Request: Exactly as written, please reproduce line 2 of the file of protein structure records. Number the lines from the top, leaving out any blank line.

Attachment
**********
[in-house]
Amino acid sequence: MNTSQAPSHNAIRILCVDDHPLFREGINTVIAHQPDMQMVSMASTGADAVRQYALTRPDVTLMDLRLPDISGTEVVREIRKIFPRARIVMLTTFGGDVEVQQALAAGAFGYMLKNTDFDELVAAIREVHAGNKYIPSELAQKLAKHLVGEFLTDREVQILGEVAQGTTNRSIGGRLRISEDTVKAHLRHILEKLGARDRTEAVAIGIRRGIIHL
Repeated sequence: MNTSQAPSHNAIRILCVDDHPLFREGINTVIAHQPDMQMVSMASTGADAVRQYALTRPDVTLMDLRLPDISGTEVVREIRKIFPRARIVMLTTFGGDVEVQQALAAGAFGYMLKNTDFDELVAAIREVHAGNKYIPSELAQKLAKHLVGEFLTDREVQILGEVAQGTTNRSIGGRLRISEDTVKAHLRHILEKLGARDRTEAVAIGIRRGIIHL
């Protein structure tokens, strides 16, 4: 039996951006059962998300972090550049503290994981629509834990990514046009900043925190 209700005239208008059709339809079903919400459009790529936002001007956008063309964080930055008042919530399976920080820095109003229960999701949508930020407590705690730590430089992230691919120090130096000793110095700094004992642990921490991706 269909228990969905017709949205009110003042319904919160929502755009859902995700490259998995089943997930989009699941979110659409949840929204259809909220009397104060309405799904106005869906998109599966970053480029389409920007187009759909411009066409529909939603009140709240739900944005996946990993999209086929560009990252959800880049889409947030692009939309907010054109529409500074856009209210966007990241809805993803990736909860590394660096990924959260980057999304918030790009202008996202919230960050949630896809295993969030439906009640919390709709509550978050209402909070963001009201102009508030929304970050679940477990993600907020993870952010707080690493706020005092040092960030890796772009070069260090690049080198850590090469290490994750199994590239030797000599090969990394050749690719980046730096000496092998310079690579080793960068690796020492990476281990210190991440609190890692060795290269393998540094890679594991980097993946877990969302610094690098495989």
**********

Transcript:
Amino acid sequence: MNTSQAPSHNAIRILCVDDHPLFREGINTVIAHQPDMQMVSMASTGADAVRQYALTRPDVTLMDLRLPDISGTEVVREIRKIFPRARIVMLTTFGGDVEVQQALAAGAFGYMLKNTDFDELVAAIREVHAGNKYIPSELAQKLAKHLVGEFLTDREVQILGEVAQGTTNRSIGGRLRISEDTVKAHLRHILEKLGARDRTEAVAIGIRRGIIHL